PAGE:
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I want to use SSH Tunneling on my local machines to bypass government restrictions. I'm talking about creating a socks proxy server using a ssh connection.

ssh -f -N -D 1080 admin@server1.example.com

This works perfectly right now. But I want to pass this to few other people (friends and family members). The thing is right now I'm using an admin user to do this. I thought I should probably just create a non-admin/guest user for each person.

I'm a bit worried if they decide to ssh normally and mess up with the server, or if they lose the login credentials or it gets into a hacker's hand.

That's I wanna take it one step further and just limit them to the point where they literally can't do anything or harmful, but with just enough functionality to run the ssh tunneling.

So what do I do after adduser <username>?

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    what about using vpn tunnels to connect to your machines? I would suggest using wireguard, ipsec or openvpn the create encrypted tunnels between your machines - a virtual private network. This way you do not need to give any ssh credentials to anyone. How to restrict ssh is something i cannot help you with, sorry. Perhaps when creating a user you could use useradd -s /bin/false but i do not know if this breaks your ability for tunnels. Sep 16, 2019 at 7:14
  • @AlexOnLinux the problem is that the gov has blocked most of the tunneling protocols. I used to have openvpn and shadowsocks but they got hit and now they won't work. that's why i'm looking for a super bulletproof method that is not ban-able so to speak. I did try to setup wireguard few days ago but i couldn't get it working. There weren't many documentation around so I was just doing trial and errors. Not sure if they've blocked wireguard or it's because my setup/config is wrong.
    – xperator
    Sep 16, 2019 at 8:47
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    wireguard is pretty easy to setup but i guess it will be banned either, if openvpn already is. I used this explanation to learn how to set it up github.com/adrianmihalko/raspberrypiwireguard To obfuscate you might be able to use something like stunnel perhaps. But since you have good reason to use ssh over these other vpn services, did you try -s /bin/balse to see if you are still able to use the tunnel without giving the user the ability to use a shell? Sep 16, 2019 at 9:30
  • @AlexOnLinux I just found out I can do ForceCommand echo 'This account is limited' in the sshd_config file and it prevents users from connecting to server while being able to do ssh tunneling. is that secure enough though? I tried to ChrootDirectory /var/chroot/ but it breaks the ssh tunneling. And no I haven't tried -s /bin/balse because I need the user to have a home directory so I can put their ssh keys in there ( ~/.ssh/authorized_keys )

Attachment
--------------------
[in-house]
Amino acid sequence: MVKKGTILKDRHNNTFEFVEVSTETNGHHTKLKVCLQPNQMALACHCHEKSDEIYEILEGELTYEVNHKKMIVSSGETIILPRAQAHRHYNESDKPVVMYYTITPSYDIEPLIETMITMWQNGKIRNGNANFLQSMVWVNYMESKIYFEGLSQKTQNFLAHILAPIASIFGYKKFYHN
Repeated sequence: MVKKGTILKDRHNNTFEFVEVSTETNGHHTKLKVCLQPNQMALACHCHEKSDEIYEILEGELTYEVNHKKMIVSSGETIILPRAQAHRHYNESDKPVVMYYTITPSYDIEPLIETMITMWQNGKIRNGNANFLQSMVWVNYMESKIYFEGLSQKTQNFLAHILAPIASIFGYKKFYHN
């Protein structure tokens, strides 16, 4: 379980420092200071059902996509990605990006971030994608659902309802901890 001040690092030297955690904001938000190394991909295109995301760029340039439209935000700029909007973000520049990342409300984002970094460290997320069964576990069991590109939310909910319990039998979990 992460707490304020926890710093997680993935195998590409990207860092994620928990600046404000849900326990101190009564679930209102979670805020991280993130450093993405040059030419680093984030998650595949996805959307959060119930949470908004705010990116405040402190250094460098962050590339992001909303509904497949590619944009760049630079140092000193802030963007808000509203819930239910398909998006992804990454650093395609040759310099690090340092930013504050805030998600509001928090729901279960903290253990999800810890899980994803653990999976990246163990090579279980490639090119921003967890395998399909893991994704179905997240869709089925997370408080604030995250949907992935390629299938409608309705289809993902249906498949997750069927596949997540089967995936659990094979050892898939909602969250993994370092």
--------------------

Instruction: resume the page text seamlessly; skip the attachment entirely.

– xperator
    Sep 16, 2019 at 13:34
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    thx but it was you who found the answer, so it is up to you to answer you question for the public :) Sep 17, 2019 at 6:56

1 Answer 1

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After some digging and the great hint from Alex I found a working solution.

You only have to add 2 parameters when creating a new user.

sudo adduser limiteduser --shell=/bin/false --no-create-home

--no-create-home will skip creating a home directory for the user, and --shell=/bin/false will make sure the user will never get a shell access, no matter if they're trying to login locally or connect remotely using ssh.

If you're paranoid like me you can also limit them in /etc/ssh/sshd_config like so:

Match user limiteduser
   ForceCommand /bin/false

Note: Don't try to chroot them, It doesn't work. At least not for me. When I tried to chroot them I got this error : channel 2: open failed: connect failed: Device or resource busy. Maybe I didn't setup my chroot enviroment correctly but I think the chroot is way too isolated for the tunneling to work.

Anyway the most important part is the ssh tunneling which works fine using the methods above.

ssh -N -D 1080 limiteduser@123.123.123.123

This connects successfully and establishes a tunnel between you and your server which you can use to route your traffic at port 1080. And it doesn't even require a shell access. In case the limiteduser decides to ssh normally, they get an error and ssh connection closes immediately.

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